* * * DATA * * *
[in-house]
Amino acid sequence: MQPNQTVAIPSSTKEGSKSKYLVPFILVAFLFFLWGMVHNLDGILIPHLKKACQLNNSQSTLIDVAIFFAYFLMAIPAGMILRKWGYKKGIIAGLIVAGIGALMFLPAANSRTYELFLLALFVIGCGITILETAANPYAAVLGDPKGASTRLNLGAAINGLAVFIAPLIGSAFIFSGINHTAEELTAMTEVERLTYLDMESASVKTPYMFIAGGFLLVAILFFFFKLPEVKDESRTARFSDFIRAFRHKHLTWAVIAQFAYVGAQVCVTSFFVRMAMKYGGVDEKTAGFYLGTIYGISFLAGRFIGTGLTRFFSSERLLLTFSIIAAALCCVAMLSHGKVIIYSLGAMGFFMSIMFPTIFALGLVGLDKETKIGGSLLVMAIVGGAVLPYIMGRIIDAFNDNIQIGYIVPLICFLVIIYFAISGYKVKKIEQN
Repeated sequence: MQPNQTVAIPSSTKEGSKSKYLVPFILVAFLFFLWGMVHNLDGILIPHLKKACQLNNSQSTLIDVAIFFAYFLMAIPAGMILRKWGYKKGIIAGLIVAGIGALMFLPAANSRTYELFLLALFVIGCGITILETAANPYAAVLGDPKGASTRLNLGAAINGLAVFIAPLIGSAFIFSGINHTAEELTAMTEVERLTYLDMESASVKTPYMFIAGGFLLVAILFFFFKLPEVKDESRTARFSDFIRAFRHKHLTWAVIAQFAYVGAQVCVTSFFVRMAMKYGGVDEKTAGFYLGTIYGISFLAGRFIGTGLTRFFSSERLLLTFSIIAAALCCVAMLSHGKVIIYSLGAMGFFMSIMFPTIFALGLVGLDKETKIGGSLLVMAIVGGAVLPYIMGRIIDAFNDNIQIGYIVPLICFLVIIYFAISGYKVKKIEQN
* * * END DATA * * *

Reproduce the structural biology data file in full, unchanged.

[in-house]
Amino acid sequence: MQPNQTVAIPSSTKEGSKSKYLVPFILVAFLFFLWGMVHNLDGILIPHLKKACQLNNSQSTLIDVAIFFAYFLMAIPAGMILRKWGYKKGIIAGLIVAGIGALMFLPAANSRTYELFLLALFVIGCGITILETAANPYAAVLGDPKGASTRLNLGAAINGLAVFIAPLIGSAFIFSGINHTAEELTAMTEVERLTYLDMESASVKTPYMFIAGGFLLVAILFFFFKLPEVKDESRTARFSDFIRAFRHKHLTWAVIAQFAYVGAQVCVTSFFVRMAMKYGGVDEKTAGFYLGTIYGISFLAGRFIGTGLTRFFSSERLLLTFSIIAAALCCVAMLSHGKVIIYSLGAMGFFMSIMFPTIFALGLVGLDKETKIGGSLLVMAIVGGAVLPYIMGRIIDAFNDNIQIGYIVPLICFLVIIYFAISGYKVKKIEQN
Repeated sequence: MQPNQTVAIPSSTKEGSKSKYLVPFILVAFLFFLWGMVHNLDGILIPHLKKACQLNNSQSTLIDVAIFFAYFLMAIPAGMILRKWGYKKGIIAGLIVAGIGALMFLPAANSRTYELFLLALFVIGCGITILETAANPYAAVLGDPKGASTRLNLGAAINGLAVFIAPLIGSAFIFSGINHTAEELTAMTEVERLTYLDMESASVKTPYMFIAGGFLLVAILFFFFKLPEVKDESRTARFSDFIRAFRHKHLTWAVIAQFAYVGAQVCVTSFFVRMAMKYGGVDEKTAGFYLGTIYGISFLAGRFIGTGLTRFFSSERLLLTFSIIAAALCCVAMLSHGKVIIYSLGAMGFFMSIMFPTIFALGLVGLDKETKIGGSLLVMAIVGGAVLPYIMGRIIDAFNDNIQIGYIVPLICFLVIIYFAISGYKVKKIEQN